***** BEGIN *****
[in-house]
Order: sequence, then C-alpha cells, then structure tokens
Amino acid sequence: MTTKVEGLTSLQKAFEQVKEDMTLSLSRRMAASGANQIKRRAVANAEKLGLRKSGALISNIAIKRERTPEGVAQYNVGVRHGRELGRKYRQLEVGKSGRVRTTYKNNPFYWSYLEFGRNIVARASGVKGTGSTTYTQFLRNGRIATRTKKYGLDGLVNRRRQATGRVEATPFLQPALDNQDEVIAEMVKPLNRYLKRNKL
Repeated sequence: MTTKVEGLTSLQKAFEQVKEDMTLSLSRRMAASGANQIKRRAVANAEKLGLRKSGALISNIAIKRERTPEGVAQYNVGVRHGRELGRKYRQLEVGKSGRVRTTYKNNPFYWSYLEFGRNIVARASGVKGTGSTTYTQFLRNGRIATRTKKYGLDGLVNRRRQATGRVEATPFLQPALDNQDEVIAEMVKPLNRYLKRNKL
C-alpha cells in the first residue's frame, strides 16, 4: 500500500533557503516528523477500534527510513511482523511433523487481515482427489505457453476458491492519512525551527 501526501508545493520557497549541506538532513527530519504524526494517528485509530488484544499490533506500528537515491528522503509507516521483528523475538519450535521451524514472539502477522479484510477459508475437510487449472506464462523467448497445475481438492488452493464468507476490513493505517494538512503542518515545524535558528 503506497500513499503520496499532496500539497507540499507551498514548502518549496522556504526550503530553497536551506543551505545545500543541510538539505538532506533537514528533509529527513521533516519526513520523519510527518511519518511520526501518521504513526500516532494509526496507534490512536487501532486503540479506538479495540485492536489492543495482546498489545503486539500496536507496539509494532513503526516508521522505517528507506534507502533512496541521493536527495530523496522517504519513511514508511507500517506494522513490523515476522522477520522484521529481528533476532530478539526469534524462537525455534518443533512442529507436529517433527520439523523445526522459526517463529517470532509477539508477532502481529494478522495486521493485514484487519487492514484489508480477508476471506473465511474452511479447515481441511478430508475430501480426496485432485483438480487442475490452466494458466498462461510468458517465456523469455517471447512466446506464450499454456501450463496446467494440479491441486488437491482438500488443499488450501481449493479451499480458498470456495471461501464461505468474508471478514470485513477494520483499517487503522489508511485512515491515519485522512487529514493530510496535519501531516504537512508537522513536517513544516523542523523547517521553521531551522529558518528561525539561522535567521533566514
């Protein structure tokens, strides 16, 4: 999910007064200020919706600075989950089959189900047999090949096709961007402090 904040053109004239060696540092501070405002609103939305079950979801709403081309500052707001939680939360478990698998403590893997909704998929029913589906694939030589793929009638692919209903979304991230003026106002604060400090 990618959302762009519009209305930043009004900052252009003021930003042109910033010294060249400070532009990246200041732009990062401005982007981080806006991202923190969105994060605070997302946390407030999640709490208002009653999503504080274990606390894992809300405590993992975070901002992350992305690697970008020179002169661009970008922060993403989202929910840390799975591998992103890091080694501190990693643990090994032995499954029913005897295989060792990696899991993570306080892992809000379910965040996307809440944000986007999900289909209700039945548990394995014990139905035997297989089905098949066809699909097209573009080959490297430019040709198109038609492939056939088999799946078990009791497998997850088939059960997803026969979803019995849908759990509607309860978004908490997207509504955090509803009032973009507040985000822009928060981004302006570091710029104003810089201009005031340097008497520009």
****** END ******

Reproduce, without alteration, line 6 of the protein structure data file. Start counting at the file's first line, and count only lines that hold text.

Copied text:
């Protein structure tokens, strides 16, 4: 999910007064200020919706600075989950089959189900047999090949096709961007402090 904040053109004239060696540092501070405002609103939305079950979801709403081309500052707001939680939360478990698998403590893997909704998929029913589906694939030589793929009638692919209903979304991230003026106002604060400090 990618959302762009519009209305930043009004900052252009003021930003042109910033010294060249400070532009990246200041732009990062401005982007981080806006991202923190969105994060605070997302946390407030999640709490208002009653999503504080274990606390894992809300405590993992975070901002992350992305690697970008020179002169661009970008922060993403989202929910840390799975591998992103890091080694501190990693643990090994032995499954029913005897295989060792990696899991993570306080892992809000379910965040996307809440944000986007999900289909209700039945548990394995014990139905035997297989089905098949066809699909097209573009080959490297430019040709198109038609492939056939088999799946078990009791497998997850088939059960997803026969979803019995849908759990509607309860978004908490997207509504955090509803009032973009507040985000822009928060981004302006570091710029104003810089201009005031340097008497520009």